Awards[edit]

Roberts is the winner of the 2009 Pearl Poetry Prize for her manuscript, Animal Magnetism.[18] In 2010, she won the Washington Online Award for "Contributions to the DC Literary Community." In 2008, she was awarded an Independent Voice Award from the Capital BookFest.[19] Roberts is the recipient of grants from the National Endowment for the Humanities, the DC Commission on the Arts and Humanities, and Humanities DC.[20] She has been awarded writer's residencies at eighteen artist colonies across the United States, including Art Omi International Arts Center, the Pine Needles Fellowship from the Science Museum of Minnesota,[21] the Edward Albee Foundation,[22] the Helene Wurlitzer Foundation, Virginia Center for the Creative Arts, and the Ucross Foundation.

Bibliography[edit]

Poetry[edit]

  • The Scientific Method. (WordTech Editions). 2017. ISBN 978-1625492166.
  • Fortune's Favor: Scott In Antarctica. (Poetry Mutual Press). 2015. ISBN 978-1-329-00621-8.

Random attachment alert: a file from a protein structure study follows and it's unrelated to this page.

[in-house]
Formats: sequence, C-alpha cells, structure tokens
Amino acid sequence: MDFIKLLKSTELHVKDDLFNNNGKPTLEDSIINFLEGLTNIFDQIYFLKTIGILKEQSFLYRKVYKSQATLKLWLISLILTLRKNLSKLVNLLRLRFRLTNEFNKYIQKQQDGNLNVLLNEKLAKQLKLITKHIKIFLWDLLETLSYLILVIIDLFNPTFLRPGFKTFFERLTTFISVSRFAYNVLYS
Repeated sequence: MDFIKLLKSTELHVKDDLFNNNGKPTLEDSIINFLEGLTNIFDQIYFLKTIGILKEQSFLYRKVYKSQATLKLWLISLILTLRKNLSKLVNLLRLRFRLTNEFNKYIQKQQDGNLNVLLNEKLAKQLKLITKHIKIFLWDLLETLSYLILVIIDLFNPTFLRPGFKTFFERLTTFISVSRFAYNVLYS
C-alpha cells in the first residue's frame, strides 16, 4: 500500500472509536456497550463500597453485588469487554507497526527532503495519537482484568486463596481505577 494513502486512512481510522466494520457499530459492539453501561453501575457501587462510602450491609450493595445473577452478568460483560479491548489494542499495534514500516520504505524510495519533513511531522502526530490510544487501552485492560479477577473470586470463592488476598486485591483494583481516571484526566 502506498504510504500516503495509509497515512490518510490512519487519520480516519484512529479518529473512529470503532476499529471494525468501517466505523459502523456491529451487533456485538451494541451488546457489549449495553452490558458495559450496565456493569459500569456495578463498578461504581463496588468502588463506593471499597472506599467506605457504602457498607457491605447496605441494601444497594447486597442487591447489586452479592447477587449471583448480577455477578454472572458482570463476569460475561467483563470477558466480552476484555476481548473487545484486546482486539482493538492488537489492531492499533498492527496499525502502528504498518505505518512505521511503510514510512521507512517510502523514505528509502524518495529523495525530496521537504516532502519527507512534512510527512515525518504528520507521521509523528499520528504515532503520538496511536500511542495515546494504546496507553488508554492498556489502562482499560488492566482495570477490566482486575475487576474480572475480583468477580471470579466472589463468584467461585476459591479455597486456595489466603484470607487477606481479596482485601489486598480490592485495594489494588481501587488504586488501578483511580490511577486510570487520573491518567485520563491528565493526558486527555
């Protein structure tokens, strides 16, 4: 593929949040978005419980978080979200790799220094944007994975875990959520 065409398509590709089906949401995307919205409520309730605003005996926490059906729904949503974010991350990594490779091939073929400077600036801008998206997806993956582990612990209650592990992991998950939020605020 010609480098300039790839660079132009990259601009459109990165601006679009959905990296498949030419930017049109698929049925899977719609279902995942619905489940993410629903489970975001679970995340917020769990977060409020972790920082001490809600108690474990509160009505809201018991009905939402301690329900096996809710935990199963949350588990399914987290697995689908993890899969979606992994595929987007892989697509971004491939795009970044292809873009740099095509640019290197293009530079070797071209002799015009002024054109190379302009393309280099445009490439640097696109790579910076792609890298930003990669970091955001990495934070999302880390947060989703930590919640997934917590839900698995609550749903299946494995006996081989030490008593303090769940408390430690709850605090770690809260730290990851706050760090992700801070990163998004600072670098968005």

• Animal Magnetism (Pearl Editions). 2011. ISBN 9781888219388
  • The Kimnama. (Poetry Mutual Press/Vrzhu Press). 2007. ISBN 978-1-4303-1407-3.
  • The Wishbone Galaxy. (Washington Writers Publishing House). 1994. ISBN 978-0-931846-45-8.

Anthologies (Editor)[edit]

Plays[edit]

  • The Distressway (2006)
  • I'll Give You Flowers (2006)
  • Dave's Birthday (2001)
  • The Language of Love: An Exploration of the Alphabet in Twenty-Six Parts (1997)
  • America (1995)
  • Sex and the Symbol Woman with Kathy Keler (1992)

Non-fiction[edit]

  • A Literary Guide to Washington, DC: Walking in the Footsteps of American Writers from Francis Scott Key to Zora Neale Hurston (2018) ISBN 9780813941172.
  • Lip Smack: A History of Spoken Word Poetry in DC (Beltway Editions). 2010.

Tours and web exhibits[edit]

Special projects[edit]

References[edit]

  1. ^ By Broad Potomac's Shore: Great Poems from the Early Days of Our Nation's Capital. 2020-02-24. ISBN 978-0-8139-4475-3.
  2. ^ "Featured Products". Plan B Press.